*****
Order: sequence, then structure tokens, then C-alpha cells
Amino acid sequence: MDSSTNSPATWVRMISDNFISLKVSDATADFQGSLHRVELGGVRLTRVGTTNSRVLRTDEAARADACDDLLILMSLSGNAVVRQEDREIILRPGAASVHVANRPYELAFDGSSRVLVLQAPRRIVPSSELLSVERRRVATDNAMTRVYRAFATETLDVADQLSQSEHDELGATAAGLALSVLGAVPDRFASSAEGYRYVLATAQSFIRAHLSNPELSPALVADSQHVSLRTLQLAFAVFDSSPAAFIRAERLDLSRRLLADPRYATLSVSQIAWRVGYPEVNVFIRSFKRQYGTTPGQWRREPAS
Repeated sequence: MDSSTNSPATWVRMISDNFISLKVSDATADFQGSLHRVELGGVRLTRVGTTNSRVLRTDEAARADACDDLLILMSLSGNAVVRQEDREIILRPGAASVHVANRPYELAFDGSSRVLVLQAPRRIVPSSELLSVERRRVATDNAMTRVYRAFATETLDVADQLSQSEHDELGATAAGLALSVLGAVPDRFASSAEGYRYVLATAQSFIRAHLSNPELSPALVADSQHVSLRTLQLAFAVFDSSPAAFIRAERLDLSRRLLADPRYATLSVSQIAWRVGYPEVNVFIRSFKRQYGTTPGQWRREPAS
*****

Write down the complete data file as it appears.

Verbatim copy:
Order: sequence, then structure tokens, then C-alpha cells
Amino acid sequence: MDSSTNSPATWVRMISDNFISLKVSDATADFQGSLHRVELGGVRLTRVGTTNSRVLRTDEAARADACDDLLILMSLSGNAVVRQEDREIILRPGAASVHVANRPYELAFDGSSRVLVLQAPRRIVPSSELLSVERRRVATDNAMTRVYRAFATETLDVADQLSQSEHDELGATAAGLALSVLGAVPDRFASSAEGYRYVLATAQSFIRAHLSNPELSPALVADSQHVSLRTLQLAFAVFDSSPAAFIRAERLDLSRRLLADPRYATLSVSQIAWRVGYPEVNVFIRSFKRQYGTTPGQWRREPAS
Repeated sequence: MDSSTNSPATWVRMISDNFISLKVSDATADFQGSLHRVELGGVRLTRVGTTNSRVLRTDEAARADACDDLLILMSLSGNAVVRQEDREIILRPGAASVHVANRPYELAFDGSSRVLVLQAPRRIVPSSELLSVERRRVATDNAMTRVYRAFATETLDVADQLSQSEHDELGATAAGLALSVLGAVPDRFASSAEGYRYVLATAQSFIRAHLSNPELSPALVADSQHVSLRTLQLAFAVFDSSPAAFIRAERLDLSRRLLADPRYATLSVSQIAWRVGYPEVNVFIRSFKRQYGTTPGQWRREPAS